Pagans & Christians in the City: Culture Wars from the Tiber to the Potomac
T. M. Moore’s assessment of Pagans & Christians in the City is what any author hopes for—a review that is laudatory and charitable, but also comprehending and insightful. In this response, therefore, I might just say “Thank you” and stop there. However, Moore does call attention to some contestable choices in the book that in one form or another are likely to confront any scholar or author who is (or aspires to be) Christian, and who believes Christianity to provide a richer and truer understanding of the world than the secular alternatives on offer, but who is working in a world that is “post-Christian” and at least sometimes anti-Christian. So it seems appropriate in this response to reflect briefly on those choices.
One choice is whether to treat a fallen world’s inevitably flawed people and ideas and movements sympathetically or, instead, more severely and judgmentally. Here I think Moore’s invocation of the parable of the wheat and the tares is exactly right. From a Christian perspective, or from what we might call an eternal perspective, the world and all that dwells therein can present a sort of good versus evil binary: “He who is not with me is against me.” Everyone and everything that does not acknowledge the sovereignty of God leads away from God and is destined finally to some kind of judgment and condemnation. Ultimately (nobody knows the hour or the day) the harvest will come, the wheat will be gathered into the barn, and the tares will be bundled up to be burned.
I have emphasized the “ultimately.” For now and for us—mortals caught up in the here and now of a confounded but nonetheless divinely ordained existence—the world usually does not appear in that sort of good/evil, either/or perspective. On the contrary, philosophies, politics, historical movements, the people around us—we ourselves, our very churches—seem to be complex mixtures of good and bad, truth and error.
And so the Christian author faces a choice. Should one try to consider and write about one’s subject in a binary way and under the aspect of eternity, so to speak? Or instead should one consider the subject from the more temporal and human perspective in which good and bad seem all mixed up together?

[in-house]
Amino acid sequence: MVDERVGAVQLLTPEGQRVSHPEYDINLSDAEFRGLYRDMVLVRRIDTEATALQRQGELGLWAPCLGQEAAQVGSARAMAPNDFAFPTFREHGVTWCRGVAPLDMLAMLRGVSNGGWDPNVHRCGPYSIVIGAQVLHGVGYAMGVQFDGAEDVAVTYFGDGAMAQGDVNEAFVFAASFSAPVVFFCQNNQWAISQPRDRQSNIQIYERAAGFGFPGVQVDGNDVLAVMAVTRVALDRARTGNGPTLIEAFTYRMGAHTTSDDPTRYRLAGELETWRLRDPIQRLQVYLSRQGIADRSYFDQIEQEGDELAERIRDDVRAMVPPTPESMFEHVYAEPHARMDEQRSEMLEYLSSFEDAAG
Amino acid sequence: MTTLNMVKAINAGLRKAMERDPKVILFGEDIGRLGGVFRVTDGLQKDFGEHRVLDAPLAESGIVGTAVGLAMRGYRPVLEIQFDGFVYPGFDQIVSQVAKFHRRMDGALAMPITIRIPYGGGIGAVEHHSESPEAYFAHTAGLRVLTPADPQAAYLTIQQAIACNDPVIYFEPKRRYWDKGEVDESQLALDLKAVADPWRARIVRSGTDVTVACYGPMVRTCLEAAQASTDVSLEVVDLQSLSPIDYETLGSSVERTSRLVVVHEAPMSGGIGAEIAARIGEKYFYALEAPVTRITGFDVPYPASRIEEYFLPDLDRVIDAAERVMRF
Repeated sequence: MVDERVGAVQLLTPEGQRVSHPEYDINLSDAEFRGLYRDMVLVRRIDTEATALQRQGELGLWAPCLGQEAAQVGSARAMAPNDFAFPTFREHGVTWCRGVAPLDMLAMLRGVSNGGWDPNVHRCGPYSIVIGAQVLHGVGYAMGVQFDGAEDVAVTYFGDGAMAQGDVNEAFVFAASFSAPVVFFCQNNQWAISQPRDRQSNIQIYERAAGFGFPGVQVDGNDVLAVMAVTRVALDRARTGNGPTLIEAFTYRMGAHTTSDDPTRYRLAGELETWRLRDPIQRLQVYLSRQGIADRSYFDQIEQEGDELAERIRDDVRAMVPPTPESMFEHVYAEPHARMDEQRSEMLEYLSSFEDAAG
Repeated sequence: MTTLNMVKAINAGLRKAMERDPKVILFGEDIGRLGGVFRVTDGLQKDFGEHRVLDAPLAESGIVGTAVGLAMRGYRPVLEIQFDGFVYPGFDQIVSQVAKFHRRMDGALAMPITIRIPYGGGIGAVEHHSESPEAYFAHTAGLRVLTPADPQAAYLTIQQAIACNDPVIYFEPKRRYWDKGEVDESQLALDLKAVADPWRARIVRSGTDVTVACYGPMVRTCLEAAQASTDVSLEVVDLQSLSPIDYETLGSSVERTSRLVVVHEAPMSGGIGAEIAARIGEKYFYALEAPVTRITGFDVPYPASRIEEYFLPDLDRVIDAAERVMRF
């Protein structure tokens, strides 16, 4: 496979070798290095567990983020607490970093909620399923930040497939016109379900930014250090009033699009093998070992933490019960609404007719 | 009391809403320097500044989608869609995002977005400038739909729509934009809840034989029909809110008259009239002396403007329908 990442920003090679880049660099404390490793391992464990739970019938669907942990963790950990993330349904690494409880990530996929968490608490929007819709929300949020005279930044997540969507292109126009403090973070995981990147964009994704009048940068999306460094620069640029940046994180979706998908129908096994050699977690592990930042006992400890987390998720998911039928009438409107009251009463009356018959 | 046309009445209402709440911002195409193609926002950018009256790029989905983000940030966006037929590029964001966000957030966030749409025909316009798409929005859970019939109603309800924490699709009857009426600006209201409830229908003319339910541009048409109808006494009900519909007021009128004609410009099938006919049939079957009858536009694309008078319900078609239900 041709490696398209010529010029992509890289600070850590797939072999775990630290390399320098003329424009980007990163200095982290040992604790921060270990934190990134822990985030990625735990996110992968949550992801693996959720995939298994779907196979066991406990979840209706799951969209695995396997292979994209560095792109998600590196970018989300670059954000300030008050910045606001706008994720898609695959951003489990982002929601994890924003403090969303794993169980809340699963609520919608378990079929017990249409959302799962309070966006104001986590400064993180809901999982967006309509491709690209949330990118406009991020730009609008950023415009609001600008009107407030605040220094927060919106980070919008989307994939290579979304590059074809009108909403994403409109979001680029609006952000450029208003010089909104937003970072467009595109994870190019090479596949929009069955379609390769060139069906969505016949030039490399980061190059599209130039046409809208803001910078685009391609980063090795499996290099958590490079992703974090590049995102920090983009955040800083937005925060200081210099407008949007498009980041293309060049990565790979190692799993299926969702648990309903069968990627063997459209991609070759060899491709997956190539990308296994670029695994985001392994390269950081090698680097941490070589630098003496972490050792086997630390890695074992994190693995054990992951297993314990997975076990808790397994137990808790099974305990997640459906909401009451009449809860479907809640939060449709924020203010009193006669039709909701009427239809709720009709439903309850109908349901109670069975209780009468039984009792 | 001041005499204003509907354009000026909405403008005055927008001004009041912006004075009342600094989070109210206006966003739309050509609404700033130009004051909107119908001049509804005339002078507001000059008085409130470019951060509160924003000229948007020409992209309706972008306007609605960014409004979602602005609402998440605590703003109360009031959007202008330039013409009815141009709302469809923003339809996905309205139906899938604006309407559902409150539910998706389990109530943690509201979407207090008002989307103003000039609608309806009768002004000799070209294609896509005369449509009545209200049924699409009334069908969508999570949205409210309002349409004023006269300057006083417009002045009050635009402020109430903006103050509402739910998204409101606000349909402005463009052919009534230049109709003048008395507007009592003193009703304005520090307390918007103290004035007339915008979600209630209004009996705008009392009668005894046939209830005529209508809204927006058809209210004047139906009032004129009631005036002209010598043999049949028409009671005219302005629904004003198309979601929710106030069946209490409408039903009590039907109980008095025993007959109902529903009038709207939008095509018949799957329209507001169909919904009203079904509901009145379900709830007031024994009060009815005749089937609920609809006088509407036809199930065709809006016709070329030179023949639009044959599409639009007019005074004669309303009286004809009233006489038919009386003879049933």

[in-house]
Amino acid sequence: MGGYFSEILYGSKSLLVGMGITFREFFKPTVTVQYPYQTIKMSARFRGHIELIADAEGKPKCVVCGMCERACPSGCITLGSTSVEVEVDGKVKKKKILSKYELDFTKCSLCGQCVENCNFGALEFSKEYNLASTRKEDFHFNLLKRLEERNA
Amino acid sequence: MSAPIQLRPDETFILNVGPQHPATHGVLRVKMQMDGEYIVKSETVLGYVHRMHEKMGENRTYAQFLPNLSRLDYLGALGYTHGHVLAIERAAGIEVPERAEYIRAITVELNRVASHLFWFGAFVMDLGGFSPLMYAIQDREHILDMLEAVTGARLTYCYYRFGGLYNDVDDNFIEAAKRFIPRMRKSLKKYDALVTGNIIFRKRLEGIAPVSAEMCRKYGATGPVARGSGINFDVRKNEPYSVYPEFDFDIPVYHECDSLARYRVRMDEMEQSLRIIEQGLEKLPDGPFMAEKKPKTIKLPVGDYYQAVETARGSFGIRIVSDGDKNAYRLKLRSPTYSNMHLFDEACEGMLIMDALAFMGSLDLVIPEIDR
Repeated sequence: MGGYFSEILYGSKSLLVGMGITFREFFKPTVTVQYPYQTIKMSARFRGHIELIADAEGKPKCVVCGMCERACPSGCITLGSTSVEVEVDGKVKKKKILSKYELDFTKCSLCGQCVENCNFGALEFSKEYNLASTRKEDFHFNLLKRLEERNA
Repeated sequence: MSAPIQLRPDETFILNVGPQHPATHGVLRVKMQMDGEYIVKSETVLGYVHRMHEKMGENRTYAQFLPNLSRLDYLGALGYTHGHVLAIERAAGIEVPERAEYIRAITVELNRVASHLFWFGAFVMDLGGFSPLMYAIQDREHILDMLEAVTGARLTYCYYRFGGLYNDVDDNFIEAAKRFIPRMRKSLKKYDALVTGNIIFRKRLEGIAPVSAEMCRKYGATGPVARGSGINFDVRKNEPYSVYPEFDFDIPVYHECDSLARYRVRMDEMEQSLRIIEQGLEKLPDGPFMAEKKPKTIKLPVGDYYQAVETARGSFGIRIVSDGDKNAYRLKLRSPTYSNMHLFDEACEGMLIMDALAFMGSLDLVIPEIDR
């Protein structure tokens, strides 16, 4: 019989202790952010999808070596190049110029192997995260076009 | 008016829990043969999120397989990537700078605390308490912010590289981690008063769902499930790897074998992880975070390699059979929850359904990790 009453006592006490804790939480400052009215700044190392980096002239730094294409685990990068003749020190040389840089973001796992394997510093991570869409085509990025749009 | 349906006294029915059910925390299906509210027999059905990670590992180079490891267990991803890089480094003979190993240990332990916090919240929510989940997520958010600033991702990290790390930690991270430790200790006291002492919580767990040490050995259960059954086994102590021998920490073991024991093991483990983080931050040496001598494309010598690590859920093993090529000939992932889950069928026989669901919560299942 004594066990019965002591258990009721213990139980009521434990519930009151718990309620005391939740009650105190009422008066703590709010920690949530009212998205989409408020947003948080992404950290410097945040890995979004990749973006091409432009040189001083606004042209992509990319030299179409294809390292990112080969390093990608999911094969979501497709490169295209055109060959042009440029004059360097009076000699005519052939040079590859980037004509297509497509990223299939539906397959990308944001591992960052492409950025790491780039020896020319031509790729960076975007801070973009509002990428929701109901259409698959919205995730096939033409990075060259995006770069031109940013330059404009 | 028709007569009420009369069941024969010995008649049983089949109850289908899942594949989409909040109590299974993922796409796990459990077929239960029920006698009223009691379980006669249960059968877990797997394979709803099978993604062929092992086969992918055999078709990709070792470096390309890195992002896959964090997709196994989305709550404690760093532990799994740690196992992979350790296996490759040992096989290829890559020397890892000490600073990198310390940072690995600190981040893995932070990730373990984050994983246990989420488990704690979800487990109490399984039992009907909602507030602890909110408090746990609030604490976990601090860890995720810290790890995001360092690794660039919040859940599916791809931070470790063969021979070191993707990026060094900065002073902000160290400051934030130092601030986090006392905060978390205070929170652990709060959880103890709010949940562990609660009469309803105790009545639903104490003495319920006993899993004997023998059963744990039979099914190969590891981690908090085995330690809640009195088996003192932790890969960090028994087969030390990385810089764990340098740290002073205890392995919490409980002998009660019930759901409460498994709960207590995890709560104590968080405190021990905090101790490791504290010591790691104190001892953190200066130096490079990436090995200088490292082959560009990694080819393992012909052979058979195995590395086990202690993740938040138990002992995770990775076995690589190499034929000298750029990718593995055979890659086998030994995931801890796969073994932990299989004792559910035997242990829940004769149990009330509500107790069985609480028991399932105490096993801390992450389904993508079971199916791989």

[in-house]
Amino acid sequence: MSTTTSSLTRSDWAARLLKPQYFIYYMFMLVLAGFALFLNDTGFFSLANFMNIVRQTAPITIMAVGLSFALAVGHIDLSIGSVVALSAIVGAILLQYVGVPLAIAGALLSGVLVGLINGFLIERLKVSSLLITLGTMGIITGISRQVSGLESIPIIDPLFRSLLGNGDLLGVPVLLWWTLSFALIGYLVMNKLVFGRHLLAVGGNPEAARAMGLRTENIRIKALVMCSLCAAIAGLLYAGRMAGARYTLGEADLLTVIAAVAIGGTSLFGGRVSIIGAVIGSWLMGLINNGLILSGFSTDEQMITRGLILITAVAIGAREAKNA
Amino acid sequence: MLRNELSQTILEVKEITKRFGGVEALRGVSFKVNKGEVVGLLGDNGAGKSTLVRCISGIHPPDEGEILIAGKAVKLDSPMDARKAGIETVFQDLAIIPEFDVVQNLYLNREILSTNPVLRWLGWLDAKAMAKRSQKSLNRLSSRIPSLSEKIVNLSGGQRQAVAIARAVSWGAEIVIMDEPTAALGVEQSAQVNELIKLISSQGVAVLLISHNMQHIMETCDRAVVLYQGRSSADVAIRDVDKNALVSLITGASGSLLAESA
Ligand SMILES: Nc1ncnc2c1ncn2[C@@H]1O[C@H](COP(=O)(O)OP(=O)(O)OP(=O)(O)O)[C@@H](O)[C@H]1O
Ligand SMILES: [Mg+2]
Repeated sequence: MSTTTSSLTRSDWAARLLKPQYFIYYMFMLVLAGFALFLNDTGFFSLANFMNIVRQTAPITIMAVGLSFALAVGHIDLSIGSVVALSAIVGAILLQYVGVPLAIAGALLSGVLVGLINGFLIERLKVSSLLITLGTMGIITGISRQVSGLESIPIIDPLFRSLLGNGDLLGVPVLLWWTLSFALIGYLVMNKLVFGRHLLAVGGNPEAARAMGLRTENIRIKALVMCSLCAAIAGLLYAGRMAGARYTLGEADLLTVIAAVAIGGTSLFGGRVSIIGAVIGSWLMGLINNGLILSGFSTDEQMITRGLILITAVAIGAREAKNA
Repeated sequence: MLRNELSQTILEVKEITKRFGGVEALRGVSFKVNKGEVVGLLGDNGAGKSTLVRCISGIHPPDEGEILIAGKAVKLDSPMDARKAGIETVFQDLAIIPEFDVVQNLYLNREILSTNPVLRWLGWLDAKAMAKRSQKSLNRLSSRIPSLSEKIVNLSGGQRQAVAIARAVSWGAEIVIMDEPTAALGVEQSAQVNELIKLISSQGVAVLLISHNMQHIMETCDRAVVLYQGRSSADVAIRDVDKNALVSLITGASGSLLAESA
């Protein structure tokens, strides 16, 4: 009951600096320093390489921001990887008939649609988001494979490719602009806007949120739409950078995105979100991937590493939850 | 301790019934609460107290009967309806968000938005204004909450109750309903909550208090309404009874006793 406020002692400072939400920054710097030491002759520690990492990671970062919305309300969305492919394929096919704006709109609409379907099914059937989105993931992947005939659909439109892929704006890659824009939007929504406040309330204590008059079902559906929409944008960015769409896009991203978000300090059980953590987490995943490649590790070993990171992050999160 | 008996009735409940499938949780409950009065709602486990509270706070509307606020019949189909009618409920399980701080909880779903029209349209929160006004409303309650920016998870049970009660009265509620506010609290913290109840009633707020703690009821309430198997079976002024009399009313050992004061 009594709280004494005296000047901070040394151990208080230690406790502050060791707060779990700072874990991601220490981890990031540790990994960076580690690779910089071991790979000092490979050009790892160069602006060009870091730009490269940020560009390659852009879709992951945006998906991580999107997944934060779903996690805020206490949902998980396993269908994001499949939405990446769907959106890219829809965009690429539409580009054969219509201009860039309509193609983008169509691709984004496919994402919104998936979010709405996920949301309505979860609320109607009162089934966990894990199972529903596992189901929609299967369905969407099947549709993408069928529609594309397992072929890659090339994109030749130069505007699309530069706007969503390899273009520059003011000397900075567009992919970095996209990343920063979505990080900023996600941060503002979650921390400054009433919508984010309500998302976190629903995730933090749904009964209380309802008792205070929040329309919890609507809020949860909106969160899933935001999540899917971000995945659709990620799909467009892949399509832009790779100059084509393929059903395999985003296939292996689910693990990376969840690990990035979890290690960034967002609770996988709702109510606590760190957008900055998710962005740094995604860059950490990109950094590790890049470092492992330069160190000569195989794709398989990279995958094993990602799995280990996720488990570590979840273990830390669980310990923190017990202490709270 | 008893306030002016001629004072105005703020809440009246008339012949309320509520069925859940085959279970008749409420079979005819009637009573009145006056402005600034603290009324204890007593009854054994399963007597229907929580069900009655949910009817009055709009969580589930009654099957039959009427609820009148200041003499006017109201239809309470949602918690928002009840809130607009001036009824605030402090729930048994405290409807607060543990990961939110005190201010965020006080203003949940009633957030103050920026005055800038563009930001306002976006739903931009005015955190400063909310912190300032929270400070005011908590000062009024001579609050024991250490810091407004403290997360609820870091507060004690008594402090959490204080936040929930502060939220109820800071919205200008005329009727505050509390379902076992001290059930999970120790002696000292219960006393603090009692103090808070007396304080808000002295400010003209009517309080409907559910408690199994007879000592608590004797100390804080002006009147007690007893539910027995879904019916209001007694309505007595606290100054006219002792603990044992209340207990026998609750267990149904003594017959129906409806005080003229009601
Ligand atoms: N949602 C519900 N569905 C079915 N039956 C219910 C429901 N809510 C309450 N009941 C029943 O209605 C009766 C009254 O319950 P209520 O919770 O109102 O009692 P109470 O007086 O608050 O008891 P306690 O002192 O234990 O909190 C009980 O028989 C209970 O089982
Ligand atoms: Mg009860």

I do not think there is any uniformly correct answer to that question. Chri-tians have written perceptively and powerfully from the binary perspective. Two relatively recent examples that come quickly to mind are C. S. Lewis’s The Great Divorce—a riveting and, for me at least, disturbing little book—and John Paul II’s encyclical Evangelium Vitae (The Gospel of Life) with its provocative development of the theme of a “culture of life” clashing with a “culture of death.”
Often, though, it will make sense to emphasize, and to speak from, the less judgmental and more mixed perspective, leaving any decisive sorting out of wheat and tares for the harvester. For one thing, the more mixed and sympathetic perspective will seem to better describe colleagues and friends and others who are not Christians, and who may adhere to beliefs and practices that seem distinctly un-Christian, but who nonetheless exhibit virtues of charity and intelligence that may greatly exceed our own. A less judgmental approach may render our work more accessible—and thus, we hope, more beneficial—to these good neighbors. In addition, the more mixed perspective may come more naturally to those of us who do aspire to be Christian but cannot pretend to be seers or saints—who understand that there is in our own present composition a good deal of tare rather than wheat. It is the temporal not the eternal perspective, after all, that we ourselves mostly live in and with.
Even in choosing to write from the more mixed and human perspective, to be sure, the Christian author will remain convinced of the superior truth and insight of the Christian view. Should that conviction be conveyed, and if so, how? I think that is a hard question for which, again, there is no mandatory answer. Sometimes, though, the best approach may be to present both Christian and alternative interpretations as fairly and charitably as possible, and to refrain from drawing explicit conclusions, with the hope that if (as the author believes) the Christian interpretation is more true and illuminating, then honest and thoughtful readers will come to appreciate that superiority on their own. “Let [truth] and falsehood grapple,” as Milton famously and stirringly said, “whoever knew truth put to the worse, in a free and open encounter?” That at least has been my own frequent premise and choice.